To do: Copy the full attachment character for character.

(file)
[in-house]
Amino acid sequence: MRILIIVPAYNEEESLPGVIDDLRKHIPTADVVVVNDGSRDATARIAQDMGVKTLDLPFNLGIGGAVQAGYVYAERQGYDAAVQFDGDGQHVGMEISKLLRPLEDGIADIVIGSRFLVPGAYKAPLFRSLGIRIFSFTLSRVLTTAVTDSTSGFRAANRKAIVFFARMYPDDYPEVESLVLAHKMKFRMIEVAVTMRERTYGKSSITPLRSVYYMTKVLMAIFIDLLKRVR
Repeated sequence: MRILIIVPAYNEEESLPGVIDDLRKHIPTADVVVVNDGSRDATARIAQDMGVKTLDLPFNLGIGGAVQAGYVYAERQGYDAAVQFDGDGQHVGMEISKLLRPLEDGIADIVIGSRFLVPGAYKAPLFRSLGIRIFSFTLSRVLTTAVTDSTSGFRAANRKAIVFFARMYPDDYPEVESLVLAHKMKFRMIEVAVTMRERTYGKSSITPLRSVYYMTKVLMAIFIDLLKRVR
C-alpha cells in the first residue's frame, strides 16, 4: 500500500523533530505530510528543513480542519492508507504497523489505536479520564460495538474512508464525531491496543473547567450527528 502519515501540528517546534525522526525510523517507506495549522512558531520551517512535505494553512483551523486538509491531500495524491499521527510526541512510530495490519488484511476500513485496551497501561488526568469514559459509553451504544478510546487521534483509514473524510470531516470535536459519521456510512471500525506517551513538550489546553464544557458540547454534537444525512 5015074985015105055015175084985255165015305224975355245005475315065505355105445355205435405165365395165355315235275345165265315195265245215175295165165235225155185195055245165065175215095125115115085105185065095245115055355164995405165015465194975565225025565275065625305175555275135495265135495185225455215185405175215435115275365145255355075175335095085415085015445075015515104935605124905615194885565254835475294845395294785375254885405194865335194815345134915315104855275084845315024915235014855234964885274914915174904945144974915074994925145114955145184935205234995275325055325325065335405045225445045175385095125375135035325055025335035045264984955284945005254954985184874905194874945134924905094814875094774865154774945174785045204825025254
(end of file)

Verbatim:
[in-house]
Amino acid sequence: MRILIIVPAYNEEESLPGVIDDLRKHIPTADVVVVNDGSRDATARIAQDMGVKTLDLPFNLGIGGAVQAGYVYAERQGYDAAVQFDGDGQHVGMEISKLLRPLEDGIADIVIGSRFLVPGAYKAPLFRSLGIRIFSFTLSRVLTTAVTDSTSGFRAANRKAIVFFARMYPDDYPEVESLVLAHKMKFRMIEVAVTMRERTYGKSSITPLRSVYYMTKVLMAIFIDLLKRVR
Repeated sequence: MRILIIVPAYNEEESLPGVIDDLRKHIPTADVVVVNDGSRDATARIAQDMGVKTLDLPFNLGIGGAVQAGYVYAERQGYDAAVQFDGDGQHVGMEISKLLRPLEDGIADIVIGSRFLVPGAYKAPLFRSLGIRIFSFTLSRVLTTAVTDSTSGFRAANRKAIVFFARMYPDDYPEVESLVLAHKMKFRMIEVAVTMRERTYGKSSITPLRSVYYMTKVLMAIFIDLLKRVR
C-alpha cells in the first residue's frame, strides 16, 4: 500500500523533530505530510528543513480542519492508507504497523489505536479520564460495538474512508464525531491496543473547567450527528 502519515501540528517546534525522526525510523517507506495549522512558531520551517512535505494553512483551523486538509491531500495524491499521527510526541512510530495490519488484511476500513485496551497501561488526568469514559459509553451504544478510546487521534483509514473524510470531516470535536459519521456510512471500525506517551513538550489546553464544557458540547454534537444525512 5015074985015105055015175084985255165015305224975355245005475315065505355105445355205435405165365395165355315235275345165265315195265245215175295165165235225155185195055245165065175215095125115115085105185065095245115055355164995405165015465194975565225025565275065625305175555275135495265135495185225455215185405175215435115275365145255355075175335095085415085015445075015515104935605124905615194885565254835475294845395294785375254885405194865335194815345134915315104855275084845315024915235014855234964885274914915174904945144974915074994925145114955145184935205234995275325055325325065335405045225445045175385095125375135035325055025335035045264984955284945005254954985184874905194874945134924905094814875094774865154774945174785045204825025254